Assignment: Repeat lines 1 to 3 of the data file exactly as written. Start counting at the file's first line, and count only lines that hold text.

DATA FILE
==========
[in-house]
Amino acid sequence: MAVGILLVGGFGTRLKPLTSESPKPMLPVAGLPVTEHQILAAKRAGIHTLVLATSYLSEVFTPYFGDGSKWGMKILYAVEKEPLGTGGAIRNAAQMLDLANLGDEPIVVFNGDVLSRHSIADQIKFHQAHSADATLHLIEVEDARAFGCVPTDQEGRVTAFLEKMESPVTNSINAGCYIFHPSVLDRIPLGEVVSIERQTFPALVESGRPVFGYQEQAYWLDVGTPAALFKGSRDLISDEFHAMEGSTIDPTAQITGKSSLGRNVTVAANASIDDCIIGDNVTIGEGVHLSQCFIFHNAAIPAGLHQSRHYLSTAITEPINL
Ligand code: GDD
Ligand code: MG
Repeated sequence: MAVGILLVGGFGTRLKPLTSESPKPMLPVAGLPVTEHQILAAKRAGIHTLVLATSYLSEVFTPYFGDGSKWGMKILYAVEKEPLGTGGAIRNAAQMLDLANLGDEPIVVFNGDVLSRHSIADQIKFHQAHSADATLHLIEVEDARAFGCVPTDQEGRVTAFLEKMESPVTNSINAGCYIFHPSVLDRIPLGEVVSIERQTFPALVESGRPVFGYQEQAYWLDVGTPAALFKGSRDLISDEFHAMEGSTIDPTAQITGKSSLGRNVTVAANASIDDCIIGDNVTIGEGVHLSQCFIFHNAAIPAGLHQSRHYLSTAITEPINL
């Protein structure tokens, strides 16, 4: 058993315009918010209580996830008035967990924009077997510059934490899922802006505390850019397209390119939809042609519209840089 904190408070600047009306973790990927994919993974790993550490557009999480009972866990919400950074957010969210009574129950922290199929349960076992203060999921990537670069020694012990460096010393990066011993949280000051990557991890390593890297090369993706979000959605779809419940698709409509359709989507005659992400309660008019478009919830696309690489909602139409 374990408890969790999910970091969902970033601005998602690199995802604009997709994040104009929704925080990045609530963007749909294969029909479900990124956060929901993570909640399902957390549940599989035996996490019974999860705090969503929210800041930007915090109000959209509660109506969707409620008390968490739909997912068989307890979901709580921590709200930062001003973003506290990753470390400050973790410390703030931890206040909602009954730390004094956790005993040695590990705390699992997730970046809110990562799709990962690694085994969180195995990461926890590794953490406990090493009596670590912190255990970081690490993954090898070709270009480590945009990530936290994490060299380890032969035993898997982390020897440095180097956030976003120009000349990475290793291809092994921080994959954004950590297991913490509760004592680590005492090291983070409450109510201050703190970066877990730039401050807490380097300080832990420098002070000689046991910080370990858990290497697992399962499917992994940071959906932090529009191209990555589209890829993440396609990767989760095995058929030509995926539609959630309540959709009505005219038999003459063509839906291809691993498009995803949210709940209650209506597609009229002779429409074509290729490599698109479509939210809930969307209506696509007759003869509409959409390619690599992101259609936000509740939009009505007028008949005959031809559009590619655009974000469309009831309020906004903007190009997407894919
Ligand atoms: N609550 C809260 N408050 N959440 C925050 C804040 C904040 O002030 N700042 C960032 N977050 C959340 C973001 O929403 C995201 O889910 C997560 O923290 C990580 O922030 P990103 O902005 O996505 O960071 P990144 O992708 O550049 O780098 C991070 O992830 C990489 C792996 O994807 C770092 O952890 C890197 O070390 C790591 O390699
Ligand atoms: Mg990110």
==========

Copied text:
[in-house]
Amino acid sequence: MAVGILLVGGFGTRLKPLTSESPKPMLPVAGLPVTEHQILAAKRAGIHTLVLATSYLSEVFTPYFGDGSKWGMKILYAVEKEPLGTGGAIRNAAQMLDLANLGDEPIVVFNGDVLSRHSIADQIKFHQAHSADATLHLIEVEDARAFGCVPTDQEGRVTAFLEKMESPVTNSINAGCYIFHPSVLDRIPLGEVVSIERQTFPALVESGRPVFGYQEQAYWLDVGTPAALFKGSRDLISDEFHAMEGSTIDPTAQITGKSSLGRNVTVAANASIDDCIIGDNVTIGEGVHLSQCFIFHNAAIPAGLHQSRHYLSTAITEPINL
Ligand code: GDD